Oncolytic virus (OV) therapy is a potentially useful treatment strategy especially in the wake of the success of checkpoint inhibitors to generate de novo or boost pre-existing native immune responses. Firstly, OVs selectively infect and lyse cancer cells, taking advantage of the tolerogenic mechanisms, which operate in tumors, and therefore act as an in-situ cancer vaccine via the release of tumor-associated and tumor-specific antigens and danger signals [1]. Secondly, they have the potential to beneficially remodel the tumor microenvironment from cold or non-inflamed to hot or T-cell inflamed for more effective anticancer immunity through a domino effect of cell lysis, transgene expression, antigen presentation, and adaptive immune activation [2]. Thirdly, given their minimal, nonoverlapping toxicities, they may combine well with immune checkpoint inhibitors whose activity depends on the presence of tumor-specific T cells [3].

Adenovirus type 5 (Ad5) is a highly lytic virus, agent of the common cold, whose progeny virions spread to neighboring cells for successive rounds of infection and lysis. For over two decades, attenuated oncolytic Ad5 vectors have accumulated an extensive safety record in clinical trials. However, despite high hopes, only one oncolytic adenovirus (OAV) has ever been approved; Oncorine, formerly known as Onyx-015, was licensed by the Chinese FDA in 2005 for the treatment of late-stage refractory nasopharyngeal cancer combined with cisplatin and/or 5-fluorouracil (5-FU) [4].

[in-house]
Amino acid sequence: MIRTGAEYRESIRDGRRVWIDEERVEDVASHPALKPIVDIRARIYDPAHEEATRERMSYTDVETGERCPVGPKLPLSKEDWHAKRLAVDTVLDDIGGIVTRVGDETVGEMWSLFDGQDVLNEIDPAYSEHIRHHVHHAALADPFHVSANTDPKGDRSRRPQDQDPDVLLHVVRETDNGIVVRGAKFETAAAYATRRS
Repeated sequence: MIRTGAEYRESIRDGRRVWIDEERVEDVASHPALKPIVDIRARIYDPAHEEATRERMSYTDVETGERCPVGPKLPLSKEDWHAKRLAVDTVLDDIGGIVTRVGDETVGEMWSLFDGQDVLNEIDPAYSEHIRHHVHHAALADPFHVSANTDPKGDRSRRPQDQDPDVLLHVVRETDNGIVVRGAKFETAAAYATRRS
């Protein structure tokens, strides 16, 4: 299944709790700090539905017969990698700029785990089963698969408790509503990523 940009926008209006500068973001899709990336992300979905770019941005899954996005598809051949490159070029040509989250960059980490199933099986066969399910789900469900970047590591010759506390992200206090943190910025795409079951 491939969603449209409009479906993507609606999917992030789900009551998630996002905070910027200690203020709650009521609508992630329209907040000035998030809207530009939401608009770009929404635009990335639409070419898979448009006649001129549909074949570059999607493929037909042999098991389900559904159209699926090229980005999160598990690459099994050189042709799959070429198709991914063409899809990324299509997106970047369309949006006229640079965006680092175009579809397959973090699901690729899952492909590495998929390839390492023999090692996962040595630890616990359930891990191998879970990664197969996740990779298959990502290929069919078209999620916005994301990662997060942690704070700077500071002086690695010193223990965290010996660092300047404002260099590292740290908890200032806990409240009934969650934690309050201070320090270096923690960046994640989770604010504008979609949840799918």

AdAPT-001 was designed with the following properties: (1) minimal modification. A small 50 base pair deletion in the E1A promoter region renders AdAPT-001 non-lytic in normal cells but lytic in cancer cells [5, 6]. (2) a fast replication phenotype, which yields high viral titers. This makes it easier and less expensive to manufacture the virus and also leads to high level expression of the therapeutic transgene payload in vivo and; (3) the insertion of a transforming growth factor beta (TGF-ß) trap transgene, which binds to and neutralizes the potently immunosuppressive cytokine, TGF-ß, that cancer cells frequently overexpress to evade immune-mediated elimination [7]. The TGF-beta trap generated by the virus inhibits TGFβ1 and TGFβ3, but not TGFβ2, from initiating the TGFβ signaling cascade in target cells.